Destinations: City of Brotherly Love Offers Philly Cheese Steak – and More | Life

My sister and brother-in-law joined us for a six night getaway to beautiful Philadelphia. We traveled on Interstate 84 and over what is now the Mario Cuomo Bridge to avoid New York.

Our comfortable and affordable two-bedroom Airbnb was located in the northern district known as Brewerytown. It was close to parks, museums and the Philadelphia Zoo, but best of all, we had a garage for the car. When we learned how expensive Uber rides were, we opted to pay to park in garages when we visited the Old Town area and for other outings. With four of us it was efficient and profitable.

The city was founded by Quaker William Penn in 1682. Along with New York, it was the early capital of the United States. It was used again as capital during the construction of the current Capitol in Washington (1793-1800). Historical landmarks abound and help inform millions of visitors each year. Walking is learning in this great city. There are 67 national historic monuments here and it has the distinction of being the first American city to be designated as a World Heritage City. The Independence Visitor Center in the Old Town has both tourist information offices and National Park Service staff to assist you.

We visited the National Constitution Center, which had two special exhibits: Women’s Suffrage and the Reconstruction Period after the Abolition of Slavery; both very informative and beautifully set up.

Women’s suffrage prompted the city to temporarily change its nickname from “City of Brotherly Love” to “City of Brotherly Love” in 2020, in honor of the 19th Amendment, which granted women the right to vote. .

The theater offers here a multimedia one-woman show that tells the story of the United States in 17 minutes. When you leave the theater, there is a special area that exhibits the signing of the Constitution, with life-size bronze figures of the signatories. The guides are keen to provide information on every man present, including the three who would not sign the document. Photos and selfies are encouraged here, so I sat in Benjamin Franklin’s lap.

Part of the charm of Philly is that it has more outdoor sculptures and murals than any other city in the United States. It has been presented in a grid, which helps to navigate. It is the sixth most populous city in the United States, with 1.6 million inhabitants. The skyline features splendid skyscrapers of many architectural styles that today house businesses, offices and headquarters, including Cigna.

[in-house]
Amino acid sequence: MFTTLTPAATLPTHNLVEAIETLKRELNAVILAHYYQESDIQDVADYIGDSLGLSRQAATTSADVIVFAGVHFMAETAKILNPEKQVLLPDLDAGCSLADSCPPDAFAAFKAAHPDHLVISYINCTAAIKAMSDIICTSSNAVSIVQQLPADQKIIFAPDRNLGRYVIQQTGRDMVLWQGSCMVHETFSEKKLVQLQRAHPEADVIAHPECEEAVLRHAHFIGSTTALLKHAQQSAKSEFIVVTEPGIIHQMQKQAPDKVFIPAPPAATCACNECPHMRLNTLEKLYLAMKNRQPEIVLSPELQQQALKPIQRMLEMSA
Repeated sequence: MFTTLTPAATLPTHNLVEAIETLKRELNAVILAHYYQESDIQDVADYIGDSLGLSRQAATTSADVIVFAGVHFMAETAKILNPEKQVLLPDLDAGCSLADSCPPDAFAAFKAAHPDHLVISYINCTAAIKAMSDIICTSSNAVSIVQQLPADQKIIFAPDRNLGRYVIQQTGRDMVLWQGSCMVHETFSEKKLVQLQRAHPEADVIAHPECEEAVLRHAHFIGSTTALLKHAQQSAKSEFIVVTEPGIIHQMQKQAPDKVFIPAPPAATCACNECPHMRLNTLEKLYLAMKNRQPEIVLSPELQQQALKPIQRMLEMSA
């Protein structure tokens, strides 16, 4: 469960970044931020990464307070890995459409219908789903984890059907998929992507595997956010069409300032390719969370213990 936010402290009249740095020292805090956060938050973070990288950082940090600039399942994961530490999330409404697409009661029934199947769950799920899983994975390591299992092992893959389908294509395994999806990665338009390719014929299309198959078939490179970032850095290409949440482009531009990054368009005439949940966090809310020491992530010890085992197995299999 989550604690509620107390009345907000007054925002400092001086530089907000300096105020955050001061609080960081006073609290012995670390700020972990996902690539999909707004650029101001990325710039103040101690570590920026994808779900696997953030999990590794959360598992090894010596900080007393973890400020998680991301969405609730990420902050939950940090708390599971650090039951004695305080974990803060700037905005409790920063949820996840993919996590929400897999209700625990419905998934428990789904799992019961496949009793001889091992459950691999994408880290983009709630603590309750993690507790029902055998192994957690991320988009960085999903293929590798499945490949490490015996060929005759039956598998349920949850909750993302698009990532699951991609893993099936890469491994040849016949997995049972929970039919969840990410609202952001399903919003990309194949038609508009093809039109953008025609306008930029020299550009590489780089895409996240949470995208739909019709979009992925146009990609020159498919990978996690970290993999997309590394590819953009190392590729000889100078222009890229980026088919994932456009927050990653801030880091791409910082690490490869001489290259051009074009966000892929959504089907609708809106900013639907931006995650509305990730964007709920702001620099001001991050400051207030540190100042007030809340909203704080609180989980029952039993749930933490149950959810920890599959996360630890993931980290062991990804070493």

We traveled an hour to Longwood Gardens, which Pierre duPont created between 1909 and 1921 on 1,077 acres; it is a lush and beautiful place. There are formal and natural gardens to explore. Among the permanent collections are spectacular orchids, bonsai trees (the oldest having started in 1940), lily ponds, fountains dancing to classical music and two magnificent tree houses.

Back in town, we tried the famous Philly cheesesteak at a little neighborhood restaurant near our apartment. The owner recommended what he swore to be the best soft pretzels (another Philly delight) to have, and directed us to a factory in South Philly that was only open from 6-11 a.m. The next day (our last in Philly) we got there just in time to collect the last sachet of these delicacies and a bottle of mustard. This area is very industrial, but is also home to a large open-air Italian market and many Asian businesses. Driving from here to the old town (not far) we meandered through beautiful residential streets dotted with small businesses and restaurants.

We took a special trip to the city’s college district, west of the Schuylkill River, to tour the campus of the University of Pennsylvania, founded by Benjamin Franklin in 1740. The campus is home to 10,000 undergraduates. and 11,000 graduate students. We visited a small gallery in the architecturally beautiful old fine arts building that has an impressive display of 17th century Dutch genre paintings. The UPenn bookstore was huge and housed in a modern, bright building.

We found a good local Japanese restaurant and brought our own wine, a common practice in Philly where many dining establishments are BYOB.

Marsha Levinson Mason of Windsor is retired after a long career in social service agencies in Hartford.

Comments are closed.